Bored and Brilliant
How Spacing Out Can Unlock Your Most Productive and Creative Self
Narrated by Manoush Zomorodi / 6 hours 58 minutes
*An AudioFile Magazine Earphones Award Winner*
This program is read by the author.
"In this spirited exploration of our relationship with technological devices, Zomorodi's melodic voice beckons and inspires listeners to develop a deeper understanding of how tech devices affect our potential...Zomorodi persuasively conveys her compelling points on the need for reflection to make room for enlightenment in this age of technological overload." — AudioFile Magazine
It’s time to move “doing nothing” to the top of your to-do list.
In 2015 Manoush Zomorodi, host of WNYC’s popular podcast and radio show Note to Self, led tens of thousands of listeners through an experiment to help them unplug from their devices, get bored, jump-start their creativity, and change their lives. Bored and Brilliant builds on that experiment to show us how to rethink our gadget use to live better and smarter in this new digital ecosystem. In this fascinating new audiobook, Manoush explains the connection between boredom and original thinking, exploring how we can harness boredom’s hidden benefits to become our most productive and creative selves, without totally abandoning our gadgets in the process.
Grounding her arguments in the neuroscience and cognitive psychology of “mind wandering” —what our brains do when we're doing nothing at all—Manoush includes practical steps you can take to ease the nonstop busyness and enhance your ability to dream, wonder, and gain clarity in your work and life. The outcome is mind-blowing.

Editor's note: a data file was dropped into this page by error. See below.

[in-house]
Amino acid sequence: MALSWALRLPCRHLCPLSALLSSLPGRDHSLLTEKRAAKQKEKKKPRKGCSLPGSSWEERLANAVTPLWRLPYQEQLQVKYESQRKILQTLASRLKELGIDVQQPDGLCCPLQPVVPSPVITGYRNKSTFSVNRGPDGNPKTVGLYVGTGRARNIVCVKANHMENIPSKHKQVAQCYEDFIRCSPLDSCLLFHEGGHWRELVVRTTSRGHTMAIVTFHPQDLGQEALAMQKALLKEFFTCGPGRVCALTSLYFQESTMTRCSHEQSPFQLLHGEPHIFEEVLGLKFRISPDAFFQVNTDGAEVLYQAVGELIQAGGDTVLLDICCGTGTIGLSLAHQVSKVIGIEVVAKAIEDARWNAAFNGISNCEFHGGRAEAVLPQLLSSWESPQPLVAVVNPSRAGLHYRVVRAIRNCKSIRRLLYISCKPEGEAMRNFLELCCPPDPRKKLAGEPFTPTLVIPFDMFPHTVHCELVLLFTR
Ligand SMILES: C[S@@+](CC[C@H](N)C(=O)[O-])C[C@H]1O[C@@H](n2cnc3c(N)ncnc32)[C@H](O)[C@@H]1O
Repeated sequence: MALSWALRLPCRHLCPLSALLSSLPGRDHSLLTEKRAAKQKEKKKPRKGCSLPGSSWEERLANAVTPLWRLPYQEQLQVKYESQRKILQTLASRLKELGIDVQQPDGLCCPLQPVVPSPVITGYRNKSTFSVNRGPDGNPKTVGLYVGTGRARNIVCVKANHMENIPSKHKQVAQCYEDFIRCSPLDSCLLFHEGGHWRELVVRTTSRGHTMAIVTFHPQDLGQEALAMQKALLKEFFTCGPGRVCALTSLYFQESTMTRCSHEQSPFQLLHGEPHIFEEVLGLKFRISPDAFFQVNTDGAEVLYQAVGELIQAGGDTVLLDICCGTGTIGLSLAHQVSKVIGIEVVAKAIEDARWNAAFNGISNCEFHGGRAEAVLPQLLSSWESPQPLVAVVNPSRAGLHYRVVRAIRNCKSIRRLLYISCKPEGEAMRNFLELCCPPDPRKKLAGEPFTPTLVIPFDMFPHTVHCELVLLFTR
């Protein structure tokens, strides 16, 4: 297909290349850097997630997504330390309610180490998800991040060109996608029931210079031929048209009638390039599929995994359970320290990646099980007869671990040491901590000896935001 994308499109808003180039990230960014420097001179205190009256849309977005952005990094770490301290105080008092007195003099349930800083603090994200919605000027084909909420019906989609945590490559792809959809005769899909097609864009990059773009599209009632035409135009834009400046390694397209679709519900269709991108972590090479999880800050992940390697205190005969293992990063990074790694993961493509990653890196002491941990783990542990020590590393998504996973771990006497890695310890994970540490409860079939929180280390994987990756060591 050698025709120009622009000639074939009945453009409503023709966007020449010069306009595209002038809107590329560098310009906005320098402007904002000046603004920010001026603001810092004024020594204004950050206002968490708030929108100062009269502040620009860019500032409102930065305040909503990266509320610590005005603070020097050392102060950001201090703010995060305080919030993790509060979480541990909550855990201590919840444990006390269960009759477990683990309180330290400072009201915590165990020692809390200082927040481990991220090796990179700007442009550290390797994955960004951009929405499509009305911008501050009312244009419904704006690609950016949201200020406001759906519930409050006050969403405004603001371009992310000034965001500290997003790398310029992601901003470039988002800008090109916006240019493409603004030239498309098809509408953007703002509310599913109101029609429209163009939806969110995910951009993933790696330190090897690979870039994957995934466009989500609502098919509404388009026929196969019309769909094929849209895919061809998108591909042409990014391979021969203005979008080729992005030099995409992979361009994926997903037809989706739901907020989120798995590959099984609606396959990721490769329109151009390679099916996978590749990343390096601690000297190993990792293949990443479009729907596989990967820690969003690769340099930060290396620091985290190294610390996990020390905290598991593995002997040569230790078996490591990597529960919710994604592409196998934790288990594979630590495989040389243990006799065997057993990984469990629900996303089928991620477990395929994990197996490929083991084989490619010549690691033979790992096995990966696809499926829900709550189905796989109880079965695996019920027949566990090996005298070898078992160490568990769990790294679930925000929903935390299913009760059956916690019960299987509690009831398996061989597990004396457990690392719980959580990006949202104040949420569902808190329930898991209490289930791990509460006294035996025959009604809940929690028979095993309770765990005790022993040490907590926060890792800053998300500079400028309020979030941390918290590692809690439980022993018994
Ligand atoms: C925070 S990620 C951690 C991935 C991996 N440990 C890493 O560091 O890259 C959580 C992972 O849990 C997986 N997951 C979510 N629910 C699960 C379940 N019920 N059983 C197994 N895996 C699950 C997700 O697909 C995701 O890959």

"Bored and Brilliant shows the fascinating side of boredom. Manoush Zomorodi investigates cutting-edge research as well as compelling (and often funny) real-life examples to demonstrate that boredom is actually a crucial tool for making our lives happier, more productive, and more creative. What’s more, the book is crammed with practical exercises for anyone who wants to reclaim the power of spacing out – deleting the Two Dots app, for instance, or having a photo-free day, or taking a 'fakecation'." — Gretchen Rubin, author of #1 New York Times Bestseller The Happiness Project